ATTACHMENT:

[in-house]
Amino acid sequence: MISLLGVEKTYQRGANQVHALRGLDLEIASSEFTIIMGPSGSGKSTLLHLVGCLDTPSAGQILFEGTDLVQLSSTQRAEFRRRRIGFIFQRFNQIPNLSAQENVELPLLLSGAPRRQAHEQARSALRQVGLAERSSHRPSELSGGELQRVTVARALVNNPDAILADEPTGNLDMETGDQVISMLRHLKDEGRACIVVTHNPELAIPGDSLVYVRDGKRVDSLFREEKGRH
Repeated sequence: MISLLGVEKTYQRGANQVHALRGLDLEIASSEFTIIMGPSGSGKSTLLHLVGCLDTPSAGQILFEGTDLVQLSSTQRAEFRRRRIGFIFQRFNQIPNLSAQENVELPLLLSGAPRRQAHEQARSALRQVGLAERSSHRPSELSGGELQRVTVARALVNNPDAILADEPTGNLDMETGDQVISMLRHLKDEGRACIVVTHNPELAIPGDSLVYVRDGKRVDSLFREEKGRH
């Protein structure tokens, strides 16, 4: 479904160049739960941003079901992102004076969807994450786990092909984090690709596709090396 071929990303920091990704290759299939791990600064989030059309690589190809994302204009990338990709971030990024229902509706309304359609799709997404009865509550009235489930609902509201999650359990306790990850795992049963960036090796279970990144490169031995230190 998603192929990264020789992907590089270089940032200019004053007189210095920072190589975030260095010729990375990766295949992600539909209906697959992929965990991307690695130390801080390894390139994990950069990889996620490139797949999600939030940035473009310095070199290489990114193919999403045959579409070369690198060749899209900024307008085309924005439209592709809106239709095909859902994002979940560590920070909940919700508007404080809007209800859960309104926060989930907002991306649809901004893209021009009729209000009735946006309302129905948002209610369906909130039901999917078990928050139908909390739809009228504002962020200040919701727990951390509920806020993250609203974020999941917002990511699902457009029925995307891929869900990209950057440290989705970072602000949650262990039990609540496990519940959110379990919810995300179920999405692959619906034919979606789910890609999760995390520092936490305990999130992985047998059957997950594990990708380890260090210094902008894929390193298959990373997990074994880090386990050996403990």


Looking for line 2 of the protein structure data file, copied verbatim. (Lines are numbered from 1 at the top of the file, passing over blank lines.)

Amino acid sequence: MISLLGVEKTYQRGANQVHALRGLDLEIASSEFTIIMGPSGSGKSTLLHLVGCLDTPSAGQILFEGTDLVQLSSTQRAEFRRRRIGFIFQRFNQIPNLSAQENVELPLLLSGAPRRQAHEQARSALRQVGLAERSSHRPSELSGGELQRVTVARALVNNPDAILADEPTGNLDMETGDQVISMLRHLKDEGRACIVVTHNPELAIPGDSLVYVRDGKRVDSLFREEKGRH